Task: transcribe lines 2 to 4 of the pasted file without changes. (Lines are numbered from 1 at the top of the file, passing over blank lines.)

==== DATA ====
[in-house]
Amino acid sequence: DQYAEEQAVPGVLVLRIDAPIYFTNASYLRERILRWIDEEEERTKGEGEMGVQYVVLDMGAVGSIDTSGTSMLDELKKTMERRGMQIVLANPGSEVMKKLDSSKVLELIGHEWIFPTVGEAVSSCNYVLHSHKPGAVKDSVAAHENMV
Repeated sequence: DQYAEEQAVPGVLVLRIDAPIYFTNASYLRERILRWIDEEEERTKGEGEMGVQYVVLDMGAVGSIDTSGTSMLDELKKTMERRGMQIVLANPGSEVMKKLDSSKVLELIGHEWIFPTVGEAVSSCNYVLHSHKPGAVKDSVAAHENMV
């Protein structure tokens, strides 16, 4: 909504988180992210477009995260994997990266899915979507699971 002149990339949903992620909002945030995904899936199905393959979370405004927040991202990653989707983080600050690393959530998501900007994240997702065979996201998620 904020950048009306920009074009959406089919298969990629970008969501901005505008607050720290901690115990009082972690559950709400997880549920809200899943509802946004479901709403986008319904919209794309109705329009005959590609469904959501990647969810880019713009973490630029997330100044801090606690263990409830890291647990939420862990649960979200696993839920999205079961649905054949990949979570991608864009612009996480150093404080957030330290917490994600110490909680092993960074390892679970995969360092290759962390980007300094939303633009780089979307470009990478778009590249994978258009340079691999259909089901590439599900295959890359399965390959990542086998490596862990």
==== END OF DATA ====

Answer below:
Amino acid sequence: DQYAEEQAVPGVLVLRIDAPIYFTNASYLRERILRWIDEEEERTKGEGEMGVQYVVLDMGAVGSIDTSGTSMLDELKKTMERRGMQIVLANPGSEVMKKLDSSKVLELIGHEWIFPTVGEAVSSCNYVLHSHKPGAVKDSVAAHENMV
Repeated sequence: DQYAEEQAVPGVLVLRIDAPIYFTNASYLRERILRWIDEEEERTKGEGEMGVQYVVLDMGAVGSIDTSGTSMLDELKKTMERRGMQIVLANPGSEVMKKLDSSKVLELIGHEWIFPTVGEAVSSCNYVLHSHKPGAVKDSVAAHENMV
């Protein structure tokens, strides 16, 4: 909504988180992210477009995260994997990266899915979507699971 002149990339949903992620909002945030995904899936199905393959979370405004927040991202990653989707983080600050690393959530998501900007994240997702065979996201998620 904020950048009306920009074009959406089919298969990629970008969501901005505008607050720290901690115990009082972690559950709400997880549920809200899943509802946004479901709403986008319904919209794309109705329009005959590609469904959501990647969810880019713009973490630029997330100044801090606690263990409830890291647990939420862990649960979200696993839920999205079961649905054949990949979570991608864009612009996480150093404080957030330290917490994600110490909680092993960074390892679970995969360092290759962390980007300094939303633009780089979307470009990478778009590249994978258009340079691999259909089901590439599900295959890359399965390959990542086998490596862990």